It is a miracle that curiosity survives formal education.
A simple question: have you ever wondered about the geological makeup of Farfarout? Or perhaps which fruit is celebrated by its own holiday in Turkmenistan? Or which salt water mammal is monogamous? Have you ever been curious about, well, curiosity?
You probably have a decent sense of curiosity, but more than likely none of these questions ever popped into your mind. Let’s start with the last question first. There is indeed a complete science of curiosity. Carnie Mellon University Professor George Loewenstein is the world’s leading expert on the topic. In his seminal 1994 article, The Psychology of Curiosity: A Review and Reinterpretation, Dr. Loewenstein provides some clues as to why you may never have even thought about the first few questions above. Most importantly, he noted that curiosity requires some initial knowledge. We’re not curious about something we know absolutely nothing about. Rather, research shows that curiosity increases with knowledge: the more we know, the more we want to know. To get this process started, Loewenstein suggests to “prime the pump”—provide students some intriguing but incomplete information.
WISE Zambia provides educational opportunities for students in rural communities in Zambia. This necessarily includes the means for these students to attend school is our primary mission, from school fees, room, board, transportation, and necessary emotional and academic support. But we would be derelict if we stopped there. Our goal is to ensure every student achieves their true potential—which means we must “create curiosity.” We must “prime the pump” of knowledge, beyond simply the topics taught in the classroom.
As most of our students have little exposure to the world beyond the agrarian Western Province, we prime the pump by sharing the world with them. This takes many shapes, both large and small:
Reading campaigns. Our “Reading Is Fun” campaign brings hundreds of books to the schools our students attend, schools that lack electricity, internet, and libraries. (Indeed, most classrooms only have one text for each 10 or so students.) The students are free to select their choice of book, and following a short one-page report on each book read, receive small prizes. Our most prolific high school reader has completed books by Stephen Hawking and Barack Obama!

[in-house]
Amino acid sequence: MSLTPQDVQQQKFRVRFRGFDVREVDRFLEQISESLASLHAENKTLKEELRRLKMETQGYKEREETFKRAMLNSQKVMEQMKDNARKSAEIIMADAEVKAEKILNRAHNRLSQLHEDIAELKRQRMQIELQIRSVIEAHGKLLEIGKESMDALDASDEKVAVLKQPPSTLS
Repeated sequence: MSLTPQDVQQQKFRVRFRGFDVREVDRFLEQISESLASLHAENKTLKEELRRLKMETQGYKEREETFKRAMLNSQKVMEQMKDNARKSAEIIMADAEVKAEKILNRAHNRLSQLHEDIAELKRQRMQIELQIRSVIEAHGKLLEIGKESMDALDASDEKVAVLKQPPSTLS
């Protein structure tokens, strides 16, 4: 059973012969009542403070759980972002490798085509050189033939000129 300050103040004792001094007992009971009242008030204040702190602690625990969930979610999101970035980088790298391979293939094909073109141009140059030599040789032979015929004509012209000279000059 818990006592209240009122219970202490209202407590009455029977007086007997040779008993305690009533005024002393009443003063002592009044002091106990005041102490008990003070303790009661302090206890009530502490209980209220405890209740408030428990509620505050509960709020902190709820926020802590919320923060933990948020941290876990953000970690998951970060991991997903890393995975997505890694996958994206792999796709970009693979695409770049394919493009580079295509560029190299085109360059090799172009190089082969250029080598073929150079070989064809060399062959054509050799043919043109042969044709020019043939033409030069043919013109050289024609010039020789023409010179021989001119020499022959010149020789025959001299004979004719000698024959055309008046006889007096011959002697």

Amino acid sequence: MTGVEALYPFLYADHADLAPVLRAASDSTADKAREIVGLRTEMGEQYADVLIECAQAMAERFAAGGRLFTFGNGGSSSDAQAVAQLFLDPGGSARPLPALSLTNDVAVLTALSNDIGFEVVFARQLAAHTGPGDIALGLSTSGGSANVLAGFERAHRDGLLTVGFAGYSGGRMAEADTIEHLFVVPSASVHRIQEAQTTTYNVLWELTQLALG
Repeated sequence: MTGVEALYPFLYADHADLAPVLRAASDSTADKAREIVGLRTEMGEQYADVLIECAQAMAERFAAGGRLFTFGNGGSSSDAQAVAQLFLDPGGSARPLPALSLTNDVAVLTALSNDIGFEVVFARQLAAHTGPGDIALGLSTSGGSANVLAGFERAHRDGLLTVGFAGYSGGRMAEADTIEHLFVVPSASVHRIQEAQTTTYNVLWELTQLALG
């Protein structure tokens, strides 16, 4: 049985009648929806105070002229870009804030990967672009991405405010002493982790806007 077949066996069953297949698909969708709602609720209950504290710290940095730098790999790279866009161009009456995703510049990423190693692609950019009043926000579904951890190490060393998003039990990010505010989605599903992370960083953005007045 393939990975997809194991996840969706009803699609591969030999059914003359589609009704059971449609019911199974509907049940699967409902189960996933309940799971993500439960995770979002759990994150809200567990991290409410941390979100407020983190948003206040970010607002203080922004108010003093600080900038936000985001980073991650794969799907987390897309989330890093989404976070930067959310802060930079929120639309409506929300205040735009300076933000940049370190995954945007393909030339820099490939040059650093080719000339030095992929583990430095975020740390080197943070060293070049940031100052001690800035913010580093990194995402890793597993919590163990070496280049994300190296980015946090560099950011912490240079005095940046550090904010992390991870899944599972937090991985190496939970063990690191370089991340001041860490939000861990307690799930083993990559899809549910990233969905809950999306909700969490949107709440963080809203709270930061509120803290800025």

(Side note: we also have subscriptions to both The Economist and the National Geographic sent to our main facility in Kaoma, where they are made available to all students to review and read.)
Field trips. A staple of education in the United States, these are much harder to arrange in the Western Province, where there are no school buses, roads are abysmal, and significant attractions often hundreds of kilometres away (such as the capital city, Lusaka, 420 kilometres from Kaoma). Challenge accepted!, as they say. As often as possible, we bring groups of students to various natural, historical, cultural, and political attractions and events throughout Zambia.
A key landing site is the National Museum of Zambia, which traces the country’s history from prehistoric times—a recreation of the Kabwe man is one key exhibit—through the present, as well as exhibits commemorating the country’s cultural and artistic heritage.
Periodic “larger” events. Most recently, the World’s Fair in Dubai provided an opportunity that we could not pass up. With 180 countries exhibiting in a city a moderate plane flight away (and free admission to students!), we took six students and leaders to the World’s Fair, where they were exposed to countless cultures, experiences, and visions for the future.
There will be more such events in the future. We will be sending students to conferences and events where they will not only meet students from other countries, but gain insights to current international developments and challenges. (Some of these events include those sponsored by the State Department’s Young African Leaders Initiative, “YALI”). A field trip to sub-Saharan Africa’s “Silicon Valley”—Kigale, Rwanda—is also in the works.
WISE’s theory of change seeks to create “fulfilled individuals,” “changed communities,” and “empowered nations.” These results only occur through visionary and critical thinking, and the catalyst for such thinking is the simple human emotion of curiosity. (Creativity is also a desired virtue, and WISE Zambia promotes creativity as well. “Creating creativity” will be the subject of a separate blog.)
Curious to learn more about WISE Zambia?
Learn more here: www.wisezambia.org.
You can support our programs here: https://wisezambia.harnessapp.com/wv2/donate.
Questions? Email us at [email protected].